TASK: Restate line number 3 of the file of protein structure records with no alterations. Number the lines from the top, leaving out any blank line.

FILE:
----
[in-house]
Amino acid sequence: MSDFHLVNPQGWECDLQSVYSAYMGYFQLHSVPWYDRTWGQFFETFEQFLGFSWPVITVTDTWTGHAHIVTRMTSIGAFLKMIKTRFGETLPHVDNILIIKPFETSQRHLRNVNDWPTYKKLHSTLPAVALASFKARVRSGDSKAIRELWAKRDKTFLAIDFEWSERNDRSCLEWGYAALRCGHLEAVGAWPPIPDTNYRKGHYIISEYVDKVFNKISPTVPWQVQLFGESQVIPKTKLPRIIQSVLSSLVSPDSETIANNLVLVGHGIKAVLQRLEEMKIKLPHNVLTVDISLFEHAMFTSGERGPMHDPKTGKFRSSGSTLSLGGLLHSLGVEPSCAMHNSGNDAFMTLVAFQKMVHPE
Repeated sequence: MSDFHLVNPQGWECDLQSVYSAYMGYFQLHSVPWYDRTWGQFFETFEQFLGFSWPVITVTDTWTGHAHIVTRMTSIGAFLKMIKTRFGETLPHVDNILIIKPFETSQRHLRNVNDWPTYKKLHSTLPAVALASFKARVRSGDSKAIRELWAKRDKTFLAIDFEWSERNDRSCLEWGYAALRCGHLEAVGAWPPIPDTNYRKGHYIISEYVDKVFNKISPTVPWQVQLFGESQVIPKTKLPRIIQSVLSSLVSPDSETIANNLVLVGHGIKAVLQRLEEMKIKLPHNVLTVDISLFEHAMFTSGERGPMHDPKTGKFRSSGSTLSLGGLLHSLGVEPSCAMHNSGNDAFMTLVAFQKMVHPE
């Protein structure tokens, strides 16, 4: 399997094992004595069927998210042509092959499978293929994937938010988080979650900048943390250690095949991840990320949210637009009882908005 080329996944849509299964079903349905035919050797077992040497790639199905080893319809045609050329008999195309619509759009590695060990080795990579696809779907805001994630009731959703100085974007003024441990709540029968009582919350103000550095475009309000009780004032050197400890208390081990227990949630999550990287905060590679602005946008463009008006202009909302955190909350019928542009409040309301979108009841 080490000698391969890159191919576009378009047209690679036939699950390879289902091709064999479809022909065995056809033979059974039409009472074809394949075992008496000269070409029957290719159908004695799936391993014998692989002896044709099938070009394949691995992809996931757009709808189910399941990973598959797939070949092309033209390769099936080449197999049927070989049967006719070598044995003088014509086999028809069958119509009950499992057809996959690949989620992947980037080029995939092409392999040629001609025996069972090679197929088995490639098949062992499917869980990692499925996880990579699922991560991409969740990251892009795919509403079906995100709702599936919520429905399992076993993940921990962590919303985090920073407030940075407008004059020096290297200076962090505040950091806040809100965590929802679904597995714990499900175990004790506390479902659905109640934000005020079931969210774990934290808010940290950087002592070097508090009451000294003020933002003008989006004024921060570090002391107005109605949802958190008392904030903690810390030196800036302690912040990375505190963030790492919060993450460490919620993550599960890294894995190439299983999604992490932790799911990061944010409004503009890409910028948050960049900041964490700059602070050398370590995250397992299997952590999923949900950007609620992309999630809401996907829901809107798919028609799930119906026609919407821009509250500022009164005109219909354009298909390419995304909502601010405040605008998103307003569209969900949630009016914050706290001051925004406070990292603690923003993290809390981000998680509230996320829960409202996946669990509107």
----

Repeated sequence: MSDFHLVNPQGWECDLQSVYSAYMGYFQLHSVPWYDRTWGQFFETFEQFLGFSWPVITVTDTWTGHAHIVTRMTSIGAFLKMIKTRFGETLPHVDNILIIKPFETSQRHLRNVNDWPTYKKLHSTLPAVALASFKARVRSGDSKAIRELWAKRDKTFLAIDFEWSERNDRSCLEWGYAALRCGHLEAVGAWPPIPDTNYRKGHYIISEYVDKVFNKISPTVPWQVQLFGESQVIPKTKLPRIIQSVLSSLVSPDSETIANNLVLVGHGIKAVLQRLEEMKIKLPHNVLTVDISLFEHAMFTSGERGPMHDPKTGKFRSSGSTLSLGGLLHSLGVEPSCAMHNSGNDAFMTLVAFQKMVHPE